• Hi Barbara – My dear I am sorry you are weeping. There are so many sad aspects to this, it is hard not to be able to just rest on it, as all aspects are so enraging and sad. It is intolerable the way we treat our elders. Yes the dog can visit so that is a comfort. It really is a nice place and the staff and director are excellent. It’s just the situation is so sad all around. God bless you too, thank you for your comforting words. Take care, Kathy
      Kathy Morelli recently posted..Taking her dog awayMy Profile

  • Kathy, This is indeed sad. Thank you for reminding us how difficult the care for our elders is. I’m glad you reached out and shared your heart.

  • *hugs* I can’t believe there are so many gaps in our elder care system. At least I didn’t until my own mom started having health issues. No copay to go to the doc, big whoop. That doesn’t matter when they hardly cover any of the doctor fees and tests. If you can’t pay the bill, as so many of our elderly are on budgets and cannot cover these bills, then you can’t go back to your doctor. Grrr. I can only hope in the next few years things will get better for the whole country’s healthcare needs.
    Melinda Hamby recently posted..Friday – End of Year ReviewMy Profile

    • Hi Melinda – I hear what you are saying, it is an invisible issue until it is in your face. It’s a huge issue that lots of people are ignoring. It’s really a travesty what we are putting our elderly citizens through. And their families are also suffering the trauma of the illness, and the fear of the money issues. thanks for your reply, take care, Kathy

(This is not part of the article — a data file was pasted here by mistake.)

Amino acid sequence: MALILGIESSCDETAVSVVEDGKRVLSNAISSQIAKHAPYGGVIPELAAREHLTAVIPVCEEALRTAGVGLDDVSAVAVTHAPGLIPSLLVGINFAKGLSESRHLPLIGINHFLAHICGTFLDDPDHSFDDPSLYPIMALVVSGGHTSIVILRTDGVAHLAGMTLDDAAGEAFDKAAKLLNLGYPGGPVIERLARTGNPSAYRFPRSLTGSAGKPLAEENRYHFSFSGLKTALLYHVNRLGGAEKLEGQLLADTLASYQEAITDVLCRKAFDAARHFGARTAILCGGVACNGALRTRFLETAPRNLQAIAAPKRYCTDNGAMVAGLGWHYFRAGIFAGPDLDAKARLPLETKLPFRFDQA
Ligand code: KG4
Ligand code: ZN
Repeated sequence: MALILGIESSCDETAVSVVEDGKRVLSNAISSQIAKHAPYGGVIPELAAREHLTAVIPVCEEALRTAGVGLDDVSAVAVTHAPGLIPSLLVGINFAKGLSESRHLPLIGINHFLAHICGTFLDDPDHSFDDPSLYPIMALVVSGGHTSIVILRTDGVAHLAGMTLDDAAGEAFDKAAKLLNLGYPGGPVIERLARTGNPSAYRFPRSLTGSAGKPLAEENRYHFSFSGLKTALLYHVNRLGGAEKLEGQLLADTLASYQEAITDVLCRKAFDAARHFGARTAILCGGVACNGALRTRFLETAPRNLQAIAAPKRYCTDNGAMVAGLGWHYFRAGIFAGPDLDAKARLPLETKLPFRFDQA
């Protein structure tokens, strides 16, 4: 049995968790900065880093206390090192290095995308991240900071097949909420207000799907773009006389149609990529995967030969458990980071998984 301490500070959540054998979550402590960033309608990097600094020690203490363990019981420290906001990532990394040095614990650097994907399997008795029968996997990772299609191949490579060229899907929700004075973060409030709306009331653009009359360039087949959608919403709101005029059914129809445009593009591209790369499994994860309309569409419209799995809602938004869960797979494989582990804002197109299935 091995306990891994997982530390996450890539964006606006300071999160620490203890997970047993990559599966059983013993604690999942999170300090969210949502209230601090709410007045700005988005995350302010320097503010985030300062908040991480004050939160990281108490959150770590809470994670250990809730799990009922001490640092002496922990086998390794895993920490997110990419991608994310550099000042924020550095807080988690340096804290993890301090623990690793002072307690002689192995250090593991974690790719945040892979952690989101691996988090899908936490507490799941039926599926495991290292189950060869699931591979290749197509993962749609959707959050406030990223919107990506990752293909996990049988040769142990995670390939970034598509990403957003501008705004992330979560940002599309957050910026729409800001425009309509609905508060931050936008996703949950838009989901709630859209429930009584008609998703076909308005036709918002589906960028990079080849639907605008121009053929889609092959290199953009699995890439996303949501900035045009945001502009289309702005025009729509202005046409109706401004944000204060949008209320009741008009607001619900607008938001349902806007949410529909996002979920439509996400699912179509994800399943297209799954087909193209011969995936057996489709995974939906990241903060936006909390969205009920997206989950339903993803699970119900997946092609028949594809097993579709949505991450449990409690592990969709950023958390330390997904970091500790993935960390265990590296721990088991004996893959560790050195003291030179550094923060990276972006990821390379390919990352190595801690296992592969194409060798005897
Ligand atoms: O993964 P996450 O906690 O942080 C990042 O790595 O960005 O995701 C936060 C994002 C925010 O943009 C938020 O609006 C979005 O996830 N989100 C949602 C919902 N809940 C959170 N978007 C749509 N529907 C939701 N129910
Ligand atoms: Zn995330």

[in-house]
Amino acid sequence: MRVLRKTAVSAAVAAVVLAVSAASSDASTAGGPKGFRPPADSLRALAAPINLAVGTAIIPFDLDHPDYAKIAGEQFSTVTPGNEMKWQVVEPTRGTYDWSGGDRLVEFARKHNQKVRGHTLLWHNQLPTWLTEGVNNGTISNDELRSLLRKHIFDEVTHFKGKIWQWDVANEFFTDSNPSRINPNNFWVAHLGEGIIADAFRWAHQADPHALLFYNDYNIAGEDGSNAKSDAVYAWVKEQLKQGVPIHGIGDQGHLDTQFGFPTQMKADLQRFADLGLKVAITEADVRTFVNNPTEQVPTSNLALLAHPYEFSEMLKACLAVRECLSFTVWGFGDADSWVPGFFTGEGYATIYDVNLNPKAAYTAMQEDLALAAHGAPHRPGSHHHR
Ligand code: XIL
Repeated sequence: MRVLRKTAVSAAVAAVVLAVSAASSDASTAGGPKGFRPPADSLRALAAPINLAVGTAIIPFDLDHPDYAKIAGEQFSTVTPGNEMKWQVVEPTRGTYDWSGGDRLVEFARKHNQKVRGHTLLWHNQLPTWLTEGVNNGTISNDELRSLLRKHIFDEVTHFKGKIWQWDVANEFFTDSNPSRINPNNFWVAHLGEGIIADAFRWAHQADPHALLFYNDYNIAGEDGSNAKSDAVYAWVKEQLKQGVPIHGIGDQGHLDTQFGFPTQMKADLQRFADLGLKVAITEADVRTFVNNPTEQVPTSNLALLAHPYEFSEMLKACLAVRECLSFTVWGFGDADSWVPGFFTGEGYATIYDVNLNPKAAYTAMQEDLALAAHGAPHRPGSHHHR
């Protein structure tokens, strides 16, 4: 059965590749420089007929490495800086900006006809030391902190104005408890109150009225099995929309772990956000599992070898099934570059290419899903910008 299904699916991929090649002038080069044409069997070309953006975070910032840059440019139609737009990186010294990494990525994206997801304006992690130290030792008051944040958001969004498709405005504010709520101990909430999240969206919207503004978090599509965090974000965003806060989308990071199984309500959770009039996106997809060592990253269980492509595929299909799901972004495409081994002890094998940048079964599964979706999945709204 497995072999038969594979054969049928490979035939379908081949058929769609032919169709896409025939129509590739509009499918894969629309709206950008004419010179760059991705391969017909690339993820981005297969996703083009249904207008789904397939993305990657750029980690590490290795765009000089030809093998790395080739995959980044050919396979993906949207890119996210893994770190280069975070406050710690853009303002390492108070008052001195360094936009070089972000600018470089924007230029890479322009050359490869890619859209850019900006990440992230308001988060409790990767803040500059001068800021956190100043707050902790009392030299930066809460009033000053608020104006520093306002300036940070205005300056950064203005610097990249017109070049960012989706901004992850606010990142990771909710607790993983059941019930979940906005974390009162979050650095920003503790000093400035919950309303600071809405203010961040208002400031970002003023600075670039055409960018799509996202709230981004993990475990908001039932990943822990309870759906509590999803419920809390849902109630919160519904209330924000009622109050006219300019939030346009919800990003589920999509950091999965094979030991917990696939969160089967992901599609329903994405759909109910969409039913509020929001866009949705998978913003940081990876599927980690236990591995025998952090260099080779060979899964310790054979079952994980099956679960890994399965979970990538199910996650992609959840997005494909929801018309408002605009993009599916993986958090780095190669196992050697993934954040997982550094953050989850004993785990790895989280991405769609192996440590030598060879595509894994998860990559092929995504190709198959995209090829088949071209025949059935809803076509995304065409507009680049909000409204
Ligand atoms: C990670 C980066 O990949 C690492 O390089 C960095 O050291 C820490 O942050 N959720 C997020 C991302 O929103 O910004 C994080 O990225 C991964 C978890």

• Kathy, my mom is going through the exact same thing with her dad right now. So, so hard to be making decisions, moving, changing a life, all while you are trying to cope emotionally. I can’t say I know how it feels. I can only offer hugs and support. Take care…

    • Dear Susan – I am so sorry to hear that your Mom is going through this with your grandfather. So you know what it entails and how heart-breaking the situation is. Good luck to your family and I hope your mom can find a place that gives her some peace and is safe for her father. Thank you so much for your kind words. thank you for your support. it is like despair.
      take care, kathy

  • Kathy, My heart goes out to you. I hope you are taking good care of yourself and letting other take care of you too.
    Best, Allison
    Allison Andrews recently posted..The Ins and Outs of Parenting Children with Special NeedsMy Profile